UNFCCC Subsidiary Bodies SBI-10 and SBSTA-10
MARITIM HOTEL, BONN, GERMANY
31 May - 11 June 1999

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Briefings for 1 June

The European Union and partners accused of "double standards" over proposal for a quantified cap on the use of Kyoto Mechanisms
A number of countries lined up to oppose a European Union call for a concrete ceiling on the use of the Kyoto Mechanisms. Germany, speaking for the EU and associated countries, proposed that a ceiling, defined in quantitative and qualitative terms and based on equitable criteria, would encourage Annex B Parties to develop strong domestic policies and measures to modify long term emission trends, the technological structure and production and consumption patterns. She offered a definition for a ceiling on both net acquisitions and net transfers by an Annex B Party for all three Kyoto mechanisms.

The United States representative said his country recognised the need for domestic action against climate change and the strength of feeling many Parties hold in this regard. He outlined existing domestic programs in the US and defended the ‘ambitiousness’ of his country’s Kyoto commitments. He added: "In Kyoto, there was a recognition that the targets agreed to in Annex B would require the full and timely availability of all the Kyoto mechanisms. This is as true today as it was in Kyoto. In this regard the U.S. regrets the proposal of the EU to place a quantitative and qualitative cap on those mechanisms…In our view, the EU proposal would reopen and unbalance the package of ambitious commitments and flexible implementation that we all agreed to in Kyoto:

1. By placing artificial ceilings on how much "assigned amount" Parties may acquire through the mechanisms, and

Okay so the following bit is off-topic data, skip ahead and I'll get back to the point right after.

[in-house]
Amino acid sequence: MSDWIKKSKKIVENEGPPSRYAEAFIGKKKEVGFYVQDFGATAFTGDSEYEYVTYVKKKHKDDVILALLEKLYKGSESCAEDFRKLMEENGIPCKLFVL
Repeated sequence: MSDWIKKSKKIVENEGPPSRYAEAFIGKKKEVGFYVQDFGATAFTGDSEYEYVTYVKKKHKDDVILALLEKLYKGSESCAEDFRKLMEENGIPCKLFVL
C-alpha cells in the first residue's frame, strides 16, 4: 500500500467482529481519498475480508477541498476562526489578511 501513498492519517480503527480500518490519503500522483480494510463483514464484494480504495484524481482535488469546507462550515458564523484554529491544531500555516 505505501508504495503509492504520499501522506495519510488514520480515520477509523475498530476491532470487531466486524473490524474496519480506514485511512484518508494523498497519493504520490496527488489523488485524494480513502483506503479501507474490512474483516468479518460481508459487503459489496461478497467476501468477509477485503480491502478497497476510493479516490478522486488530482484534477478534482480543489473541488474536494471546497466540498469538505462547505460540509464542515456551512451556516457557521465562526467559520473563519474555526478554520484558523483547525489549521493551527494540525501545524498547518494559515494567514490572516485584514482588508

2. By effectively reopening and diminishing the targets of other Parties."

The U.S. went on to suggest that the EU proposal reflects a "clear double standard" in how it applies to the EU and others. If the cap proposals were to go forward, they would hurt all Parties and they would hurt the environment. Developing countries would be particular losers due to restrictions placed on new private sector resources for investments through the CDM.

The EU position was also challenged by New Zealand, Australia, Japan, Canada, the Russian Federation and Norway. New Zealand "squarely rejected" the proposition. Australia repeated the view that a ceiling on the use of the Kyoto Mechanisms could stifle CDM investment. The Russian Federation described the EU proposal as a "bad gift" for COP-5. Uganda, for the African group, and India, for the G-77/China, supported the EU.

No comfort from the NGOs
At a meeting with NGO representatives Tuesday, EU representatives expressed disappointment at NGO criticism that the European formula for a ceiling on the use of Kyoto Mechanisms could result in the EU itself achieving at least 65% of its own Kyoto commitment through flexibility mechanisms.

Core issues emerging at the subsidiary bodies
A number of core issues are emerging in the negotiations at the UNFCCC subsidiary bodies in Bonn. The Joint Working Group on compliance will commence work Wednesday. There are signs of some resistance to any compliance procedure that would "put any one country" in the dock, raising questions about the effectiveness. On the Kyoto Mechanisms, one observer has contrasted the proliferation of information and proposals on their operation with the dearth of trust that exists among the key interest groups who seem ill prepared to make the leap of faith prepared to move to substantive discussion and agreement. A third issue is the treatment of National Communications from non-Annex I Parties who continue to demonstrate a nervousness about any suggestion that the Convention's consideration of the Communications could amount to a "review".